(V2.0) The Guide to the (100%) Linux Desktop Revolution

The Guide to the (100%) Linux Desktop Revolution

Version 2: the rewritten version and the last version (for the moment)

In the rewritten edition I show clearly that the ways I’m pointing out are the ways to gain market share in the Desktop world and that KDE 4.0 and other desktops, distributions and developers are not doing the right things to gain market share.

I have been a fan of Linux for years and it has always been a back-on-and-off and keep-up-to-date thing. I always tried to follow the news to get the latest and greatest in the Linux Desktop world because for a long time I thought the developers behind the Desktop projects and Linux in general were trying to outrun Windows and Mac. I’m writing this article now because I want to share the thoughts I have about Linux and Linux Desktops. The main reason though is the development of KDE 4.0 and the ongoing development of the Ubuntu and Kubuntu distribution as both of them have hit the news big-time, Ubuntu, because it is a easy distribution (the press says) and KDE 4.0, because people expect a lot from it.

In the first version of this article I draw a very bad picture of the situation but this time I want to underline this “not so good” picture but try to write it more clearly so everybody gets my point. This is not a lame-article trying to get attention or waiting for comments like “you suck”.

I think the Linux community needs to make an effort to get Linux onto the Desktop. I think there is no such effort at the moment and that Ubuntu and other distributions are at the moment still only try to get the attention of the geek-user. There has been made no effort to make configuration and installation easier and there has been made no effort to create any vision of a Linux Desktop.

This is what I’m aiming at, a “Linux-Desktop-vision”. When Steve Jobs gets up on stage and talks about the next Mac OS X release, the crowd goes crazy and when they get the release, they really enjoy it because it is software that really makes sense and is easy to use. Bill Gates hasn’t figured that out yet, but neither has the Linux/Open Source world.

The only way to get Linux on the Desktop would be a united effort of developers and projects that would try to create a vision for a complete Desktop. Choosing between KDE, GNOME and others isn’t easy and suggesting that we need KDE and GNOME united is crazy, but yes that actually would make the whole thing a whole lot easier. But that’s not what I’m asking/longing for. I’m longing for a Desktop vision that will bring a complete Desktop into the Linux world which means a very nice, clean and easy to use desktop together with applications that can stand up next to the ones we see on Mac and Windows. Copy? No! I’m talking about a few essential applications that every desktop comes with and even Linux already has them but they are just not fun and easy to use.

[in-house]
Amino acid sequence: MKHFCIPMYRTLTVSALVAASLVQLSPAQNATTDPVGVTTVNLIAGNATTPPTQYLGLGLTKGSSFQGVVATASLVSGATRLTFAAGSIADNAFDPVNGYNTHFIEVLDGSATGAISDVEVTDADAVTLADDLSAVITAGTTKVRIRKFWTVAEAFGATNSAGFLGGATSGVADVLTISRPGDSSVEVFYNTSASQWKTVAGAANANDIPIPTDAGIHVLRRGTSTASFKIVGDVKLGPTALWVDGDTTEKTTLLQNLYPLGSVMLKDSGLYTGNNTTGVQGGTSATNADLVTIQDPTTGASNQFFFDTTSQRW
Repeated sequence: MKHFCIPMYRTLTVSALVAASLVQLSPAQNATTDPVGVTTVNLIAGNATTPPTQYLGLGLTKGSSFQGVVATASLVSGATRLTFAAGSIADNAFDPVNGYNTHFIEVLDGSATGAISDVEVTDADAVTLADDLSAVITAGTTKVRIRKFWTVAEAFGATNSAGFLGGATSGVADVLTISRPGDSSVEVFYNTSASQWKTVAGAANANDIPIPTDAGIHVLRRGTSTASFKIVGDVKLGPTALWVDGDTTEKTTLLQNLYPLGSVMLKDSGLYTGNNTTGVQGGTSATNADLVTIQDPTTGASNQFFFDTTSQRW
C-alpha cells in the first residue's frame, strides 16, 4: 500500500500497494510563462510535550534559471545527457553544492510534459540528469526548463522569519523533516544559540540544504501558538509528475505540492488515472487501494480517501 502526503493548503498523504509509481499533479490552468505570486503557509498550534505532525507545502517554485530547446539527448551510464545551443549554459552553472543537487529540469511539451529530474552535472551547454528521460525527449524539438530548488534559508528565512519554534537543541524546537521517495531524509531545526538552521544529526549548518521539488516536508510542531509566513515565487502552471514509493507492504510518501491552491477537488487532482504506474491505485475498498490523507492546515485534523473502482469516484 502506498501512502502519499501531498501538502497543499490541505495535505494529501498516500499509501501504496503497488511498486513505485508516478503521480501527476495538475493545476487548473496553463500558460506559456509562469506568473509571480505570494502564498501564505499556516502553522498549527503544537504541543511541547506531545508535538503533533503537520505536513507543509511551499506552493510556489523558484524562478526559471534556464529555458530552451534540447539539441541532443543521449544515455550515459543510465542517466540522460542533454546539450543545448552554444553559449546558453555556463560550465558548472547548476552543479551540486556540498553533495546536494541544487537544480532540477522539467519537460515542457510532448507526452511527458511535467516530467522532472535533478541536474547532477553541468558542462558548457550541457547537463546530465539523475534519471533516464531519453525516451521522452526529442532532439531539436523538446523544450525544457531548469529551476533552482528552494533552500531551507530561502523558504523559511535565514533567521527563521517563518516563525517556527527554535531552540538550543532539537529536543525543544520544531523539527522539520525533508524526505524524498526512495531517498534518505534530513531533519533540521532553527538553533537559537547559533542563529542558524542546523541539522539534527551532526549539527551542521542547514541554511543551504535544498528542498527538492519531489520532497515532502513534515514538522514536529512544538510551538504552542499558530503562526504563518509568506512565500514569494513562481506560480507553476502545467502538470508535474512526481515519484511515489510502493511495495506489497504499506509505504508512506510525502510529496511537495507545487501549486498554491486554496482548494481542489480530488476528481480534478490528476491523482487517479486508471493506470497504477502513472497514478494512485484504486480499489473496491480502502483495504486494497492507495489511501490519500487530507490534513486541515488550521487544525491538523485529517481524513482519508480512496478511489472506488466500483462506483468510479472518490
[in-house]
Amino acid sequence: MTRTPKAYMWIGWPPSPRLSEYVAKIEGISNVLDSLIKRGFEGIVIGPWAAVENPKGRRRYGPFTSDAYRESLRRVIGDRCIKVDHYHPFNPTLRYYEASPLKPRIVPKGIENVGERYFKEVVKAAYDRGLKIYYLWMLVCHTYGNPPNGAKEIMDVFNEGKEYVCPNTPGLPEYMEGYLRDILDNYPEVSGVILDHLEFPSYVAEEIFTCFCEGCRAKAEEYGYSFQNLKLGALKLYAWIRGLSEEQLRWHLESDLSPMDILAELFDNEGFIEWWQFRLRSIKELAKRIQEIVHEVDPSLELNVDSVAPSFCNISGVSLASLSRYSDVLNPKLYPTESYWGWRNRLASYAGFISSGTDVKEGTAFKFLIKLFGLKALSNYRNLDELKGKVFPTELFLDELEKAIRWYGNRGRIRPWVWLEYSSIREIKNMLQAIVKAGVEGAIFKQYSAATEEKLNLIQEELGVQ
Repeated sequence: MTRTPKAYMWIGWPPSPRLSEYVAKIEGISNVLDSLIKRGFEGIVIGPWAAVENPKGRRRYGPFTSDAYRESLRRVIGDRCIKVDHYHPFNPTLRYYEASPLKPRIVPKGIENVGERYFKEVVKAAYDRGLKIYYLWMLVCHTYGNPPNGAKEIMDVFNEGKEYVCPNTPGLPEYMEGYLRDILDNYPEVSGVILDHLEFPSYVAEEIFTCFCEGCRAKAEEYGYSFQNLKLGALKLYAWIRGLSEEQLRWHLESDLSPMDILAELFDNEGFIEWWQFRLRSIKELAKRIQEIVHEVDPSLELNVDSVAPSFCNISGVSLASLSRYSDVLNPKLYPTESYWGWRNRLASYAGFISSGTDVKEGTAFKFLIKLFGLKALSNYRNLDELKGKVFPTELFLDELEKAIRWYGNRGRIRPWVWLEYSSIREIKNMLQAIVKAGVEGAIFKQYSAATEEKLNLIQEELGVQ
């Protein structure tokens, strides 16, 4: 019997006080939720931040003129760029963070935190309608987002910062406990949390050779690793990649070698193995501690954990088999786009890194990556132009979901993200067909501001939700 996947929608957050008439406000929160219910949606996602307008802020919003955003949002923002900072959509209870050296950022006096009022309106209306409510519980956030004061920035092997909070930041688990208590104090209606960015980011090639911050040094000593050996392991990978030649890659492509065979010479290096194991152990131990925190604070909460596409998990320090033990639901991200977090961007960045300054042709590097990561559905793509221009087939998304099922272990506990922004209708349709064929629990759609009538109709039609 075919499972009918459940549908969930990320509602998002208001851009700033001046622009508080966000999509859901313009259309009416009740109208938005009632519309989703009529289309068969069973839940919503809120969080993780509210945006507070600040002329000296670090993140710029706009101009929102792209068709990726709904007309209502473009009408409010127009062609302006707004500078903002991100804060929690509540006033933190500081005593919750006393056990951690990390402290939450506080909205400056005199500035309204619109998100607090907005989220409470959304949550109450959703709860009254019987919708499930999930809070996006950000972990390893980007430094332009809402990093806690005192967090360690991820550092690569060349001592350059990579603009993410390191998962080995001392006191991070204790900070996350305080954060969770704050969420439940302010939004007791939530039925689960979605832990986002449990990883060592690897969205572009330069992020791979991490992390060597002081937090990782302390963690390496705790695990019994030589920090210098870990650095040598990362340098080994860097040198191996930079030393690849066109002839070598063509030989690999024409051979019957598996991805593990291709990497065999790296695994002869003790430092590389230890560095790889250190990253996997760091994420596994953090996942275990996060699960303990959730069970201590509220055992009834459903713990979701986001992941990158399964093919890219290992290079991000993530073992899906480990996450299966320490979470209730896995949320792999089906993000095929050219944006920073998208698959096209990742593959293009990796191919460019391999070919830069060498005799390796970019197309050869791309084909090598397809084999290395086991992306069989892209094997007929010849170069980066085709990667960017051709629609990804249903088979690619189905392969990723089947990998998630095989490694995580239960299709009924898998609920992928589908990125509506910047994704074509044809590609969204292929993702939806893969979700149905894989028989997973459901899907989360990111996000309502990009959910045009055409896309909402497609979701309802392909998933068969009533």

There is one project that is often called the (somehow still secret) killer app of Linux/KDE: amarok. This awesome music player improved release by release and is now able to easily stand up next to iTunes, Windows Media Player or other audio players. Why is that? Because the amarok developers took ideas that were there and had other ideas in mind and combined the result was a great audio player the world had not seen before.

What the Linux world clearly needs is something like iLife and iWork because these few apps are blowing the average user away and make them use their computer in different ways and they start to choose a different Operating System over other OSs because they see what they can do and go with the more fun, easier solution.

When KDE 4.0 will be getting ready it will be more a technology preview then a real release because it might be a great piece of software but it will lack these applications because most of the basic applications that are there right now are just being ported. KOffice is being reworked but I haven’t seen anything live yet that could stand up to Office 2007 or iWork 08. I have just seen a reworked UI in the old-grey “welcome to the office”-style.